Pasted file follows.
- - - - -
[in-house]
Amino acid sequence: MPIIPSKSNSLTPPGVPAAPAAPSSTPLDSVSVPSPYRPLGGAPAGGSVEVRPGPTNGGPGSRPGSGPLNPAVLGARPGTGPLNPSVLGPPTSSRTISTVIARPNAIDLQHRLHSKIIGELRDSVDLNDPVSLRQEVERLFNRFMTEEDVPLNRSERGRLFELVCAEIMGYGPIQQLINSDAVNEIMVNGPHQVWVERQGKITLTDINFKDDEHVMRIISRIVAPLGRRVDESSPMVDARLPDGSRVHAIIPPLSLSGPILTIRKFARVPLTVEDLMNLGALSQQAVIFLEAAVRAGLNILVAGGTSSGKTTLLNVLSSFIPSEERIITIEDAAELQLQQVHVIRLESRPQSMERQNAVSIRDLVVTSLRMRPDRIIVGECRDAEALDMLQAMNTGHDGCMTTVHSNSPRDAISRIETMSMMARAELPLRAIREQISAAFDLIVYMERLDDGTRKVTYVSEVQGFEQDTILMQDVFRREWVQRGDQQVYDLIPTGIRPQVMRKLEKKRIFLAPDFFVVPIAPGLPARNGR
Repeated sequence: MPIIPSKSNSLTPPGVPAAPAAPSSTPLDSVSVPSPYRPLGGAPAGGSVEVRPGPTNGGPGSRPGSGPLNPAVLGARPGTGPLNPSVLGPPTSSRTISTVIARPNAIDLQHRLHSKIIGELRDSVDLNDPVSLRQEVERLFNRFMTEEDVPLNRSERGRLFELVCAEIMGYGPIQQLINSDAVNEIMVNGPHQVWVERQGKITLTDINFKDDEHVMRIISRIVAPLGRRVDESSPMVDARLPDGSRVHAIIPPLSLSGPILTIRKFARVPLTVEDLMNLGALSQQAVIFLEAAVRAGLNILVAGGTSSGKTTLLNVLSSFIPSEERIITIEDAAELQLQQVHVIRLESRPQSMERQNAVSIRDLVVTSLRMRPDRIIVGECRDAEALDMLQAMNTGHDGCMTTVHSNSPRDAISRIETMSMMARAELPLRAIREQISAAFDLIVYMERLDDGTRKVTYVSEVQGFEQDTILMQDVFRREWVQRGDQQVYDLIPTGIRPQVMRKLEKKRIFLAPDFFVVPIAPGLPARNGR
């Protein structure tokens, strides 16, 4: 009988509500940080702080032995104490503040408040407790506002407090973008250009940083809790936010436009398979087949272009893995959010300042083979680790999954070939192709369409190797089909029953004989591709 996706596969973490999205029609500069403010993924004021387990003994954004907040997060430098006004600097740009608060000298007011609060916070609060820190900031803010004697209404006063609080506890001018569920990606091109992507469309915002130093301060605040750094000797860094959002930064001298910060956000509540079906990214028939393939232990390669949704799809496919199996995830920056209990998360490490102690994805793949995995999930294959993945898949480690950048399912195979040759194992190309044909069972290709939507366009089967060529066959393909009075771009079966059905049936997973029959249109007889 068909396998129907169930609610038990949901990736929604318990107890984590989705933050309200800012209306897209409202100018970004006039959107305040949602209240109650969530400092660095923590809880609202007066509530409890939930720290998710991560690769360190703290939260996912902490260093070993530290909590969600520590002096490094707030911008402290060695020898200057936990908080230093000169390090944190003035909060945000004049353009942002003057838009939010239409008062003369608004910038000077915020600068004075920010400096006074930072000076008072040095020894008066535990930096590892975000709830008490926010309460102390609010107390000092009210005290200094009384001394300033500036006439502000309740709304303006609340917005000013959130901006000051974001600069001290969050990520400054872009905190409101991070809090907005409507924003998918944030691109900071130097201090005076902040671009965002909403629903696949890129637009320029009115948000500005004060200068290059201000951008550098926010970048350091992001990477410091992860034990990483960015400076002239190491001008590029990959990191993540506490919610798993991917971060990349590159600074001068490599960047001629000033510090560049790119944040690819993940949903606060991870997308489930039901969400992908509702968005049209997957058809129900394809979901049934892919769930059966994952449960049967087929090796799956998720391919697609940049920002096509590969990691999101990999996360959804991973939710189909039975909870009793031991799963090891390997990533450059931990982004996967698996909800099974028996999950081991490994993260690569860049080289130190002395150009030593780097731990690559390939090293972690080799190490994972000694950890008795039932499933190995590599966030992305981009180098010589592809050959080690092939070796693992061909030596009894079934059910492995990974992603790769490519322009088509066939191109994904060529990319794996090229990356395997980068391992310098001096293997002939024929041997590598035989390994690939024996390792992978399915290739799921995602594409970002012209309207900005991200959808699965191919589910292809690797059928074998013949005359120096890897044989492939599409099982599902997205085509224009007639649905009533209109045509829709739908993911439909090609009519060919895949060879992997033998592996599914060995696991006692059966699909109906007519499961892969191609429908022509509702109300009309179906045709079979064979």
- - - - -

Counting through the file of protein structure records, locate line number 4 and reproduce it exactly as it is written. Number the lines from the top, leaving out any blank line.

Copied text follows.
């Protein structure tokens, strides 16, 4: 009988509500940080702080032995104490503040408040407790506002407090973008250009940083809790936010436009398979087949272009893995959010300042083979680790999954070939192709369409190797089909029953004989591709 996706596969973490999205029609500069403010993924004021387990003994954004907040997060430098006004600097740009608060000298007011609060916070609060820190900031803010004697209404006063609080506890001018569920990606091109992507469309915002130093301060605040750094000797860094959002930064001298910060956000509540079906990214028939393939232990390669949704799809496919199996995830920056209990998360490490102690994805793949995995999930294959993945898949480690950048399912195979040759194992190309044909069972290709939507366009089967060529066959393909009075771009079966059905049936997973029959249109007889 068909396998129907169930609610038990949901990736929604318990107890984590989705933050309200800012209306897209409202100018970004006039959107305040949602209240109650969530400092660095923590809880609202007066509530409890939930720290998710991560690769360190703290939260996912902490260093070993530290909590969600520590002096490094707030911008402290060695020898200057936990908080230093000169390090944190003035909060945000004049353009942002003057838009939010239409008062003369608004910038000077915020600068004075920010400096006074930072000076008072040095020894008066535990930096590892975000709830008490926010309460102390609010107390000092009210005290200094009384001394300033500036006439502000309740709304303006609340917005000013959130901006000051974001600069001290969050990520400054872009905190409101991070809090907005409507924003998918944030691109900071130097201090005076902040671009965002909403629903696949890129637009320029009115948000500005004060200068290059201000951008550098926010970048350091992001990477410091992860034990990483960015400076002239190491001008590029990959990191993540506490919610798993991917971060990349590159600074001068490599960047001629000033510090560049790119944040690819993940949903606060991870997308489930039901969400992908509702968005049209997957058809129900394809979901049934892919769930059966994952449960049967087929090796799956998720391919697609940049920002096509590969990691999101990999996360959804991973939710189909039975909870009793031991799963090891390997990533450059931990982004996967698996909800099974028996999950081991490994993260690569860049080289130190002395150009030593780097731990690559390939090293972690080799190490994972000694950890008795039932499933190995590599966030992305981009180098010589592809050959080690092939070796693992061909030596009894079934059910492995990974992603790769490519322009088509066939191109994904060529990319794996090229990356395997980068391992310098001096293997002939024929041997590598035989390994690939024996390792992978399915290739799921995602594409970002012209309207900005991200959808699965191919589910292809690797059928074998013949005359120096890897044989492939599409099982599902997205085509224009007639649905009533209109045509829709739908993911439909090609009519060919895949060879992997033998592996599914060995696991006692059966699909109906007519499961892969191609429908022509509702109300009309179906045709079979064979």